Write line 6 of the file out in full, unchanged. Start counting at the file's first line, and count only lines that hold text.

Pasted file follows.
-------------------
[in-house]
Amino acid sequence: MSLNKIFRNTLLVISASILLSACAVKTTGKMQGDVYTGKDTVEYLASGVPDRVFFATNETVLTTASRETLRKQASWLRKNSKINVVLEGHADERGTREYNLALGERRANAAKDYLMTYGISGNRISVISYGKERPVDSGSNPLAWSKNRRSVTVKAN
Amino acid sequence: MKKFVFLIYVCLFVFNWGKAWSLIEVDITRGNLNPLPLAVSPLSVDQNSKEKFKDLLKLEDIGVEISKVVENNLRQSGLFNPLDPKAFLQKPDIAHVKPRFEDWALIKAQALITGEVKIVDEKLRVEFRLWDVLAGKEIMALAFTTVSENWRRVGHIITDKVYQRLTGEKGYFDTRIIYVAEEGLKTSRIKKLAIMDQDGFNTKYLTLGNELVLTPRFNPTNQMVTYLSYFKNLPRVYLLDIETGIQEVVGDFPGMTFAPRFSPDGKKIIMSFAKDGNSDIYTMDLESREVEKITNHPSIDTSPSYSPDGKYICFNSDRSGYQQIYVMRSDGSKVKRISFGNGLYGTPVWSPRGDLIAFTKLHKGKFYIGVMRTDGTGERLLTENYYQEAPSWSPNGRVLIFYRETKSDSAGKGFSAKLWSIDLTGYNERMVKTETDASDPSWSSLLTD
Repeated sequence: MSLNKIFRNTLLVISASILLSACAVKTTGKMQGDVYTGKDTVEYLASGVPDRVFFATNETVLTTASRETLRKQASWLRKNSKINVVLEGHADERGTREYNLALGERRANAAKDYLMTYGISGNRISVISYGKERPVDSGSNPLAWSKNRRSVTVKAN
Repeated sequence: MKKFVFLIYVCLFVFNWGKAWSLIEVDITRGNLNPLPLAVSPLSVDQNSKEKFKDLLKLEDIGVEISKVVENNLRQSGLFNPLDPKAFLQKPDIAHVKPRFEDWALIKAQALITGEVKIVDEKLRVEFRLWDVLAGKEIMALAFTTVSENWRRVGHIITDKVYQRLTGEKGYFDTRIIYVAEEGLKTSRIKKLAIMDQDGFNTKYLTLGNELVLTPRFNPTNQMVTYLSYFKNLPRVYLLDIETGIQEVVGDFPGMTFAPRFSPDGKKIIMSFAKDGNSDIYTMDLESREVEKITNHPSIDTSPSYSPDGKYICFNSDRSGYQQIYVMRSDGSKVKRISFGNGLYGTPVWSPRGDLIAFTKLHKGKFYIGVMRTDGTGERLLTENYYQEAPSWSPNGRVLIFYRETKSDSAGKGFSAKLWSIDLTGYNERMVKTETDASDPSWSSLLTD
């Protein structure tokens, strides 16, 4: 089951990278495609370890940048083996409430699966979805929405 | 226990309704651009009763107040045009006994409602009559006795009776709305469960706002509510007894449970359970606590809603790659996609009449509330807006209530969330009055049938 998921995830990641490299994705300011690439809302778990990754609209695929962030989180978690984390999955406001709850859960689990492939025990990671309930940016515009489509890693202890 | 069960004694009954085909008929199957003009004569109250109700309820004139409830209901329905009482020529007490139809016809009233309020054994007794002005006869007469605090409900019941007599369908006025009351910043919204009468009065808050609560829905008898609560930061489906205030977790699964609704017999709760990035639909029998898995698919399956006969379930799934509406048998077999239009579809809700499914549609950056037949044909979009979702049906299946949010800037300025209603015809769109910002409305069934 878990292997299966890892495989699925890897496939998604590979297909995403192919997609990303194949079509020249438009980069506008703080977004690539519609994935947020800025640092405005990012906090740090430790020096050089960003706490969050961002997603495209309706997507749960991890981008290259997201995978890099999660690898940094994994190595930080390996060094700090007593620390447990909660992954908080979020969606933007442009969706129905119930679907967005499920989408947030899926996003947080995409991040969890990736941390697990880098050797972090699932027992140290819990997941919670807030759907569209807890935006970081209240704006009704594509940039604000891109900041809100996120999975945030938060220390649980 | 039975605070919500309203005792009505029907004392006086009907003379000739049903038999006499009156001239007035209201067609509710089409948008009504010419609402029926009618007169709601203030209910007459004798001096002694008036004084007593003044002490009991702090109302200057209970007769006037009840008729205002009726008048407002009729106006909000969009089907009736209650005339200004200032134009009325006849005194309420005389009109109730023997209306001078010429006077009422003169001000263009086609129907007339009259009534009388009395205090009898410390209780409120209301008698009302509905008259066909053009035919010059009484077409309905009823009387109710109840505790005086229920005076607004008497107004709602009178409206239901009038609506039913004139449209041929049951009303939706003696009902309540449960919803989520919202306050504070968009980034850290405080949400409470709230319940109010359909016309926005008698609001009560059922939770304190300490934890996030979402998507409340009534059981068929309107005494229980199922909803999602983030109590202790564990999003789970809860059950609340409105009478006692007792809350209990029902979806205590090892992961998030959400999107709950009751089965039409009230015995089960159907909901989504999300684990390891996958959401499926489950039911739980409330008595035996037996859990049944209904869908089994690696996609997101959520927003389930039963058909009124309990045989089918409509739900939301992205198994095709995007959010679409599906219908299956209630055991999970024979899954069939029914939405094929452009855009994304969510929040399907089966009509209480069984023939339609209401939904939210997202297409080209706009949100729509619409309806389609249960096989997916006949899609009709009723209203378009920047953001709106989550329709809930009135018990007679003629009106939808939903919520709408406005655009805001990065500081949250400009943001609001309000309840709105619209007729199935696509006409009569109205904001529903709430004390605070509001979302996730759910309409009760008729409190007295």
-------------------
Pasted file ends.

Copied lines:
């Protein structure tokens, strides 16, 4: 089951990278495609370890940048083996409430699966979805929405 | 226990309704651009009763107040045009006994409602009559006795009776709305469960706002509510007894449970359970606590809603790659996609009449509330807006209530969330009055049938 998921995830990641490299994705300011690439809302778990990754609209695929962030989180978690984390999955406001709850859960689990492939025990990671309930940016515009489509890693202890 | 069960004694009954085909008929199957003009004569109250109700309820004139409830209901329905009482020529007490139809016809009233309020054994007794002005006869007469605090409900019941007599369908006025009351910043919204009468009065808050609560829905008898609560930061489906205030977790699964609704017999709760990035639909029998898995698919399956006969379930799934509406048998077999239009579809809700499914549609950056037949044909979009979702049906299946949010800037300025209603015809769109910002409305069934 878990292997299966890892495989699925890897496939998604590979297909995403192919997609990303194949079509020249438009980069506008703080977004690539519609994935947020800025640092405005990012906090740090430790020096050089960003706490969050961002997603495209309706997507749960991890981008290259997201995978890099999660690898940094994994190595930080390996060094700090007593620390447990909660992954908080979020969606933007442009969706129905119930679907967005499920989408947030899926996003947080995409991040969890990736941390697990880098050797972090699932027992140290819990997941919670807030759907569209807890935006970081209240704006009704594509940039604000891109900041809100996120999975945030938060220390649980 | 039975605070919500309203005792009505029907004392006086009907003379000739049903038999006499009156001239007035209201067609509710089409948008009504010419609402029926009618007169709601203030209910007459004798001096002694008036004084007593003044002490009991702090109302200057209970007769006037009840008729205002009726008048407002009729106006909000969009089907009736209650005339200004200032134009009325006849005194309420005389009109109730023997209306001078010429006077009422003169001000263009086609129907007339009259009534009388009395205090009898410390209780409120209301008698009302509905008259066909053009035919010059009484077409309905009823009387109710109840505790005086229920005076607004008497107004709602009178409206239901009038609506039913004139449209041929049951009303939706003696009902309540449960919803989520919202306050504070968009980034850290405080949400409470709230319940109010359909016309926005008698609001009560059922939770304190300490934890996030979402998507409340009534059981068929309107005494229980199922909803999602983030109590202790564990999003789970809860059950609340409105009478006692007792809350209990029902979806205590090892992961998030959400999107709950009751089965039409009230015995089960159907909901989504999300684990390891996958959401499926489950039911739980409330008595035996037996859990049944209904869908089994690696996609997101959520927003389930039963058909009124309990045989089918409509739900939301992205198994095709995007959010679409599906219908299956209630055991999970024979899954069939029914939405094929452009855009994304969510929040399907089966009509209480069984023939339609209401939904939210997202297409080209706009949100729509619409309806389609249960096989997916006949899609009709009723209203378009920047953001709106989550329709809930009135018990007679003629009106939808939903919520709408406005655009805001990065500081949250400009943001609001309000309840709105619209007729199935696509006409009569109205904001529903709430004390605070509001979302996730759910309409009760008729409190007295």